A n/s - not stated;B Jiwan and Gates, 1994;C Bauld, 1994;D Bauld et al. 1998;E Timms & Cooper 1998; F Wenig & Lawrence 1998;G Schmidt et al. 1996;H Radke et al. 1998;
    I Ivkovic et al. 1998;J Please et al. 1996;K Appleyard 1993.

    A 1996 review of pesticides in the Australian environment (Schofield & Simpson 1996) concluded that there were inadequate data on the quantities, locations and types of pesticides used, as well as knowledge gaps in the fate of pesticides in local environments.

    Other groundwater pollutants [IW Indicator 3.6]

    There is very little publicly available information on groundwater contamination for pollutants other than nitrates and pesticides. It is likely that groundwater contamination is considerably worse than reported below; however, most information is held by private companies or government organisations and is confidential.

    Municipal landfills are primarily located in urban areas throughout Australia. Most of the information on groundwater contamination from landfills is contained in private consultants' reports and for this reason, the extent of contamination from landfills is largely unknown. However, waste containment design practices in Australia are continuing to evolve, and with increasing regulatory control and greater scientific understanding and public awareness, landfill designs have improved and the potential for leachates to contaminate groundwater has markedly reduced.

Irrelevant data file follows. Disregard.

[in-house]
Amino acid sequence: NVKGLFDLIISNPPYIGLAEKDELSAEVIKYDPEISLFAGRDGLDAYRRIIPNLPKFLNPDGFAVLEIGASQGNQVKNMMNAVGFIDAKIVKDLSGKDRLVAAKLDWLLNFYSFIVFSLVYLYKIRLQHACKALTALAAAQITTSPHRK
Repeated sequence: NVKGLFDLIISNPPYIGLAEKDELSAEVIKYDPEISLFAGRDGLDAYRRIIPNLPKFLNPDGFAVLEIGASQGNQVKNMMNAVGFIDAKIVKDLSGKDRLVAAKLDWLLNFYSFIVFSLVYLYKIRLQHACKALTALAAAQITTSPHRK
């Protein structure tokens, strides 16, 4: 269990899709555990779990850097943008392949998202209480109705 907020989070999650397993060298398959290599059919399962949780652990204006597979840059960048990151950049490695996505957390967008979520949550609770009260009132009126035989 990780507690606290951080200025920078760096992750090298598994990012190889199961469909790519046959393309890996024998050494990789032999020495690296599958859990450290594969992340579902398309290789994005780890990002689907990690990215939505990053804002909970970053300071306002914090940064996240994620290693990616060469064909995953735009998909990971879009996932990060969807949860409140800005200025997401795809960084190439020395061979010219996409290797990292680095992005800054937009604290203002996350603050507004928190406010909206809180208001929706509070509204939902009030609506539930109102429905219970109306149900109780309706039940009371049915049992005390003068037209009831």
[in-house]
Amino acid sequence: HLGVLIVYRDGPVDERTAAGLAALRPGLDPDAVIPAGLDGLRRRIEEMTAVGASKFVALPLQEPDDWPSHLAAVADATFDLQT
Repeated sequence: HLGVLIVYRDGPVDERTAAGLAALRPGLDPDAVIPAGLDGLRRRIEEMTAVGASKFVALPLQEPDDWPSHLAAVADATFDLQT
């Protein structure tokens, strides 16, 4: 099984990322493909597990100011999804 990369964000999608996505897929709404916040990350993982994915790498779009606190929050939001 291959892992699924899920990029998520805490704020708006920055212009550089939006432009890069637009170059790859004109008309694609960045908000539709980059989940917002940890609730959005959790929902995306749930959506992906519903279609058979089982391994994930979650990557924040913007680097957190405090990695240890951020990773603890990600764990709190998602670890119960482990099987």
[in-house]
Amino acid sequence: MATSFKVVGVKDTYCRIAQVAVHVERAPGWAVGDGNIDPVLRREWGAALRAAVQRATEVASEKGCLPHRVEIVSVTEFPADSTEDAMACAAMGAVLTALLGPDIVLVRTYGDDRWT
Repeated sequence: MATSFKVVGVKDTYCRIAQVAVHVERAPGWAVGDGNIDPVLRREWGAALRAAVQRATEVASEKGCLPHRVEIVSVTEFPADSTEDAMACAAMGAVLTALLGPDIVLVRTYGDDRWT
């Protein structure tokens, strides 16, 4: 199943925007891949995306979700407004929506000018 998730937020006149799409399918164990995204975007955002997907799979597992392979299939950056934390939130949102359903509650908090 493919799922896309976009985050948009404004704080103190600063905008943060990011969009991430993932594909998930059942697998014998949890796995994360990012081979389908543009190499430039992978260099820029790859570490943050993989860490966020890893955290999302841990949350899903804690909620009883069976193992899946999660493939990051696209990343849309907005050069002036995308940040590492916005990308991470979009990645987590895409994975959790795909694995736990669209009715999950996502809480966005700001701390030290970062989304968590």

There are many other sources of groundwater contamination and these are listed in Table 30. Groundwater pollutants can take between 10 to 100 years or more to contaminate an aquifer and be detected. The time lag between contamination and its detection is a major issue for the management of groundwater, as often contamination may not be detected until long after the polluting land use has ceased.